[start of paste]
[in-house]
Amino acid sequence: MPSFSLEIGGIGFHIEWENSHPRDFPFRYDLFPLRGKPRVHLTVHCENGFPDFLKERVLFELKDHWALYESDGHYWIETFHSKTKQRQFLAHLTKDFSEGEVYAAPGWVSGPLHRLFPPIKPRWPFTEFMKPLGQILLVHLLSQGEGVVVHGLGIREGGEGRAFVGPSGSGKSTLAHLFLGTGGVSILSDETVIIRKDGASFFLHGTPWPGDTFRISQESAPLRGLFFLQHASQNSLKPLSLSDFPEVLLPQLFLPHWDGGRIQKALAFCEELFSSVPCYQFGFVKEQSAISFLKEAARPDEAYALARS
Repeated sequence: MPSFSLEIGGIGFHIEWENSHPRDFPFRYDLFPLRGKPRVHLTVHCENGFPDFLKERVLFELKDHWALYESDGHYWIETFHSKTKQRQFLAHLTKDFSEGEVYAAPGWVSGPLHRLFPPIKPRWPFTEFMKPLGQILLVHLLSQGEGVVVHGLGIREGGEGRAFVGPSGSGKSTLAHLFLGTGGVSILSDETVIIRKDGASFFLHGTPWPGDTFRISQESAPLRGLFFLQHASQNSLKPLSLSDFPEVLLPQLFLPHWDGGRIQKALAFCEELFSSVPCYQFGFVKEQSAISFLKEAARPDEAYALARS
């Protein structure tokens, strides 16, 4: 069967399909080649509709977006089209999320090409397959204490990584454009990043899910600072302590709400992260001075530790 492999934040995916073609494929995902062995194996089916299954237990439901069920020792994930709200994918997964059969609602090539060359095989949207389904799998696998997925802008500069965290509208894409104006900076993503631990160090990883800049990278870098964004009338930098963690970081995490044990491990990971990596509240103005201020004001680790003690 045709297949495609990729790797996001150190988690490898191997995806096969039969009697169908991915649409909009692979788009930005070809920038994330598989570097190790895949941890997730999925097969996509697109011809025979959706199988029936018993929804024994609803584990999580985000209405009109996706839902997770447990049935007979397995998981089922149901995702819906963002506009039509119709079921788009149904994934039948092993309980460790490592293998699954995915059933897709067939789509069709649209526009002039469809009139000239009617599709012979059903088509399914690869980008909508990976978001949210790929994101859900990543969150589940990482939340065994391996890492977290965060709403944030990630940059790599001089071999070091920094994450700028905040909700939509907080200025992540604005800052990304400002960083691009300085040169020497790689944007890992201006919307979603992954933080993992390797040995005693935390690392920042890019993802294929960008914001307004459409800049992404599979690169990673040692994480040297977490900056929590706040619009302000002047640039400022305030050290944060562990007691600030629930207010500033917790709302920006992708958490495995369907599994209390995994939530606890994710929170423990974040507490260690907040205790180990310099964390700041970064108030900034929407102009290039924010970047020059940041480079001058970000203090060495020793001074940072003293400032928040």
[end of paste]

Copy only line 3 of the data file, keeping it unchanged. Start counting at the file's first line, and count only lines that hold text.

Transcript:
Repeated sequence: MPSFSLEIGGIGFHIEWENSHPRDFPFRYDLFPLRGKPRVHLTVHCENGFPDFLKERVLFELKDHWALYESDGHYWIETFHSKTKQRQFLAHLTKDFSEGEVYAAPGWVSGPLHRLFPPIKPRWPFTEFMKPLGQILLVHLLSQGEGVVVHGLGIREGGEGRAFVGPSGSGKSTLAHLFLGTGGVSILSDETVIIRKDGASFFLHGTPWPGDTFRISQESAPLRGLFFLQHASQNSLKPLSLSDFPEVLLPQLFLPHWDGGRIQKALAFCEELFSSVPCYQFGFVKEQSAISFLKEAARPDEAYALARS